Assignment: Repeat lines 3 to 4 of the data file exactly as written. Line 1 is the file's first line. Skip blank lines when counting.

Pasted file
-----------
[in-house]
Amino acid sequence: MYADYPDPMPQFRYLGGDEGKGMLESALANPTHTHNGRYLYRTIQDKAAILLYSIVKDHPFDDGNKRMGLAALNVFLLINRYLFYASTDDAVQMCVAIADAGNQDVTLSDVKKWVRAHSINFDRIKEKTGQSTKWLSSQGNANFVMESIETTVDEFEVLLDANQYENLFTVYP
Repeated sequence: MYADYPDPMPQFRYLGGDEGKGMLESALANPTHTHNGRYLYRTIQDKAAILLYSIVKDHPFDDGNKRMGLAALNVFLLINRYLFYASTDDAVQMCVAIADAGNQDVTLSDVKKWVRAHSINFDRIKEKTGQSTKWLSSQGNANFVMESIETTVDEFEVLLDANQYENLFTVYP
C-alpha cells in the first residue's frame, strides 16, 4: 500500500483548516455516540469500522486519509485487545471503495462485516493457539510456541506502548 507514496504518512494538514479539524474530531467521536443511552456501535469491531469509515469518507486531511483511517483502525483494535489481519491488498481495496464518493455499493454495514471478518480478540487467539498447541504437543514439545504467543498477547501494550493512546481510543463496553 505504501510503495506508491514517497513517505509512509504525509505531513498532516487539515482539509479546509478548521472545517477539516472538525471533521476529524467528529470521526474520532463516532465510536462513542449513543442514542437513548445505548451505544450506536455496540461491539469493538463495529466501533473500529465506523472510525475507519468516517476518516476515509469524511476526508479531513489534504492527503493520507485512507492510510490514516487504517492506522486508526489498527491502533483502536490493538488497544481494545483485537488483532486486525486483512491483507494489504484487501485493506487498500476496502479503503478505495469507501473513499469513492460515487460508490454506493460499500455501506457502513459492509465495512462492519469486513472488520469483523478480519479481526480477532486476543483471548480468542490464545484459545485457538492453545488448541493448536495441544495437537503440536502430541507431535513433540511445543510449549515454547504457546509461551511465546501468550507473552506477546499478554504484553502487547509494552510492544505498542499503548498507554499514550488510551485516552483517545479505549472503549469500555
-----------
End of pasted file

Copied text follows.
Repeated sequence: MYADYPDPMPQFRYLGGDEGKGMLESALANPTHTHNGRYLYRTIQDKAAILLYSIVKDHPFDDGNKRMGLAALNVFLLINRYLFYASTDDAVQMCVAIADAGNQDVTLSDVKKWVRAHSINFDRIKEKTGQSTKWLSSQGNANFVMESIETTVDEFEVLLDANQYENLFTVYP
C-alpha cells in the first residue's frame, strides 16, 4: 500500500483548516455516540469500522486519509485487545471503495462485516493457539510456541506502548 507514496504518512494538514479539524474530531467521536443511552456501535469491531469509515469518507486531511483511517483502525483494535489481519491488498481495496464518493455499493454495514471478518480478540487467539498447541504437543514439545504467543498477547501494550493512546481510543463496553 505504501510503495506508491514517497513517505509512509504525509505531513498532516487539515482539509479546509478548521472545517477539516472538525471533521476529524467528529470521526474520532463516532465510536462513542449513543442514542437513548445505548451505544450506536455496540461491539469493538463495529466501533473500529465506523472510525475507519468516517476518516476515509469524511476526508479531513489534504492527503493520507485512507492510510490514516487504517492506522486508526489498527491502533483502536490493538488497544481494545483485537488483532486486525486483512491483507494489504484487501485493506487498500476496502479503503478505495469507501473513499469513492460515487460508490454506493460499500455501506457502513459492509465495512462492519469486513472488520469483523478480519479481526480477532486476543483471548480468542490464545484459545485457538492453545488448541493448536495441544495437537503440536502430541507431535513433540511445543510449549515454547504457546509461551511465546501468550507473552506477546499478554504484553502487547509494552510492544505498542499503548498507554499514550488510551485516552483517545479505549472503549469500555